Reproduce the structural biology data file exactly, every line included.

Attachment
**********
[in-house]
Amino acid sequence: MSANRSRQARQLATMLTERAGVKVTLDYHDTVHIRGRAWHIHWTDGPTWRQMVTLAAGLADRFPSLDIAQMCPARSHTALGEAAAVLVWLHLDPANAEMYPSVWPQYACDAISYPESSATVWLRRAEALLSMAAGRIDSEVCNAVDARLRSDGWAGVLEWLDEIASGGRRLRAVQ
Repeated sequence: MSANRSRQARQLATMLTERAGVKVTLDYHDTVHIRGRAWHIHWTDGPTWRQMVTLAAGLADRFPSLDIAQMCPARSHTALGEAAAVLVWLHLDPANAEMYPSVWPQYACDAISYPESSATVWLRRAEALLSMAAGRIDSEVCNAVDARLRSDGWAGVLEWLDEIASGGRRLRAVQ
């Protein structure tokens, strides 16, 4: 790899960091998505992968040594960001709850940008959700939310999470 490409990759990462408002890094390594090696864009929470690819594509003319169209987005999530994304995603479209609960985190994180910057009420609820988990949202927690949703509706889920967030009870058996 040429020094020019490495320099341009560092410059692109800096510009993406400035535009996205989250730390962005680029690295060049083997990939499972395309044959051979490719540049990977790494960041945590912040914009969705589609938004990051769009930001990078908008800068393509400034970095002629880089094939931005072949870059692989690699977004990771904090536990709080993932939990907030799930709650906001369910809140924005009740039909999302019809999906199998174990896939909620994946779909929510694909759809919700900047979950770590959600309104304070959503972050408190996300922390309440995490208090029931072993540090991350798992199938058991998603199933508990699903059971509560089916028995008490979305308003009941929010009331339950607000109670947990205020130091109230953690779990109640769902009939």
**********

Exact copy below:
[in-house]
Amino acid sequence: MSANRSRQARQLATMLTERAGVKVTLDYHDTVHIRGRAWHIHWTDGPTWRQMVTLAAGLADRFPSLDIAQMCPARSHTALGEAAAVLVWLHLDPANAEMYPSVWPQYACDAISYPESSATVWLRRAEALLSMAAGRIDSEVCNAVDARLRSDGWAGVLEWLDEIASGGRRLRAVQ
Repeated sequence: MSANRSRQARQLATMLTERAGVKVTLDYHDTVHIRGRAWHIHWTDGPTWRQMVTLAAGLADRFPSLDIAQMCPARSHTALGEAAAVLVWLHLDPANAEMYPSVWPQYACDAISYPESSATVWLRRAEALLSMAAGRIDSEVCNAVDARLRSDGWAGVLEWLDEIASGGRRLRAVQ
């Protein structure tokens, strides 16, 4: 790899960091998505992968040594960001709850940008959700939310999470 490409990759990462408002890094390594090696864009929470690819594509003319169209987005999530994304995603479209609960985190994180910057009420609820988990949202927690949703509706889920967030009870058996 040429020094020019490495320099341009560092410059692109800096510009993406400035535009996205989250730390962005680029690295060049083997990939499972395309044959051979490719540049990977790494960041945590912040914009969705589609938004990051769009930001990078908008800068393509400034970095002629880089094939931005072949870059692989690699977004990771904090536990709080993932939990907030799930709650906001369910809140924005009740039909999302019809999906199998174990896939909620994946779909929510694909759809919700900047979950770590959600309104304070959503972050408190996300922390309440995490208090029931072993540090991350798992199938058991998603199933508990699903059971509560089916028995008490979305308003009941929010009331339950607000109670947990205020130091109230953690779990109640769902009939």